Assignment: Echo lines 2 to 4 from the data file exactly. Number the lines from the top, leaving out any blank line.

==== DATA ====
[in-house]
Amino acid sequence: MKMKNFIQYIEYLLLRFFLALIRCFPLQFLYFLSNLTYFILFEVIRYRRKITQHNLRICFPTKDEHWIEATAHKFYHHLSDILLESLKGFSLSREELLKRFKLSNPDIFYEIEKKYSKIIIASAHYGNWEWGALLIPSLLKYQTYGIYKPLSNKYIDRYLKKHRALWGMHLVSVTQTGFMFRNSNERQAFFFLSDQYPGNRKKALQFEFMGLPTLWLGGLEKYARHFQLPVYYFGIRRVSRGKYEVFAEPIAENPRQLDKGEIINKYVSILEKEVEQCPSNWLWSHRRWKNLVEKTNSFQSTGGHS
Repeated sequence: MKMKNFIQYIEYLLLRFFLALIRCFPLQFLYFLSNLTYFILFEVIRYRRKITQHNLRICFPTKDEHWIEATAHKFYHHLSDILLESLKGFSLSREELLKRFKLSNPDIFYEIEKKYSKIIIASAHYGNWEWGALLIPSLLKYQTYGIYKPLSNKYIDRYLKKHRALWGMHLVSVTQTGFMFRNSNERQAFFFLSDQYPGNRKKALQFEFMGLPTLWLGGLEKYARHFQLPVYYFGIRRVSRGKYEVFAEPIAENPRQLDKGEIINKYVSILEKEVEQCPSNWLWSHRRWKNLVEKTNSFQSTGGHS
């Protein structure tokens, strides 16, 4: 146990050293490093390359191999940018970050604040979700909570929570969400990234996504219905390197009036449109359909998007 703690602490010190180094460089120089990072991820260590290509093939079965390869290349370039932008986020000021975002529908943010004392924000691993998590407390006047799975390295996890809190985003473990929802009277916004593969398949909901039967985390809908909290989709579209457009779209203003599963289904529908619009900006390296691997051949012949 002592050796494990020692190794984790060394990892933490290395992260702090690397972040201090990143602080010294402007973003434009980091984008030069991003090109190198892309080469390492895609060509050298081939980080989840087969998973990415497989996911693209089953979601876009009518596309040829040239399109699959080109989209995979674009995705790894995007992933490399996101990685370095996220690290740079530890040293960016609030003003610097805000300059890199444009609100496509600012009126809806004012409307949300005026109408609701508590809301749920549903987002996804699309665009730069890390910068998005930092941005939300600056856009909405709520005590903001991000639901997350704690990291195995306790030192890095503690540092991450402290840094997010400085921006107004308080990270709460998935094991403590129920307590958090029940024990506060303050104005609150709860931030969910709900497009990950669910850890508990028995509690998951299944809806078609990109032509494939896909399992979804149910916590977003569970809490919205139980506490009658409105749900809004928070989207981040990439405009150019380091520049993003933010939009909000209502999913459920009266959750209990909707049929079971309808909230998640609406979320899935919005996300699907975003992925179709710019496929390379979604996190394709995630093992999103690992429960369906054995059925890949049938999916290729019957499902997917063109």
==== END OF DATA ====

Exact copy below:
Amino acid sequence: MKMKNFIQYIEYLLLRFFLALIRCFPLQFLYFLSNLTYFILFEVIRYRRKITQHNLRICFPTKDEHWIEATAHKFYHHLSDILLESLKGFSLSREELLKRFKLSNPDIFYEIEKKYSKIIIASAHYGNWEWGALLIPSLLKYQTYGIYKPLSNKYIDRYLKKHRALWGMHLVSVTQTGFMFRNSNERQAFFFLSDQYPGNRKKALQFEFMGLPTLWLGGLEKYARHFQLPVYYFGIRRVSRGKYEVFAEPIAENPRQLDKGEIINKYVSILEKEVEQCPSNWLWSHRRWKNLVEKTNSFQSTGGHS
Repeated sequence: MKMKNFIQYIEYLLLRFFLALIRCFPLQFLYFLSNLTYFILFEVIRYRRKITQHNLRICFPTKDEHWIEATAHKFYHHLSDILLESLKGFSLSREELLKRFKLSNPDIFYEIEKKYSKIIIASAHYGNWEWGALLIPSLLKYQTYGIYKPLSNKYIDRYLKKHRALWGMHLVSVTQTGFMFRNSNERQAFFFLSDQYPGNRKKALQFEFMGLPTLWLGGLEKYARHFQLPVYYFGIRRVSRGKYEVFAEPIAENPRQLDKGEIINKYVSILEKEVEQCPSNWLWSHRRWKNLVEKTNSFQSTGGHS
């Protein structure tokens, strides 16, 4: 146990050293490093390359191999940018970050604040979700909570929570969400990234996504219905390197009036449109359909998007 703690602490010190180094460089120089990072991820260590290509093939079965390869290349370039932008986020000021975002529908943010004392924000691993998590407390006047799975390295996890809190985003473990929802009277916004593969398949909901039967985390809908909290989709579209457009779209203003599963289904529908619009900006390296691997051949012949 002592050796494990020692190794984790060394990892933490290395992260702090690397972040201090990143602080010294402007973003434009980091984008030069991003090109190198892309080469390492895609060509050298081939980080989840087969998973990415497989996911693209089953979601876009009518596309040829040239399109699959080109989209995979674009995705790894995007992933490399996101990685370095996220690290740079530890040293960016609030003003610097805000300059890199444009609100496509600012009126809806004012409307949300005026109408609701508590809301749920549903987002996804699309665009730069890390910068998005930092941005939300600056856009909405709520005590903001991000639901997350704690990291195995306790030192890095503690540092991450402290840094997010400085921006107004308080990270709460998935094991403590129920307590958090029940024990506060303050104005609150709860931030969910709900497009990950669910850890508990028995509690998951299944809806078609990109032509494939896909399992979804149910916590977003569970809490919205139980506490009658409105749900809004928070989207981040990439405009150019380091520049993003933010939009909000209502999913459920009266959750209990909707049929079971309808909230998640609406979320899935919005996300699907975003992925179709710019496929390379979604996190394709995630093992999103690992429960369906054995059925890949049938999916290729019957499902997917063109």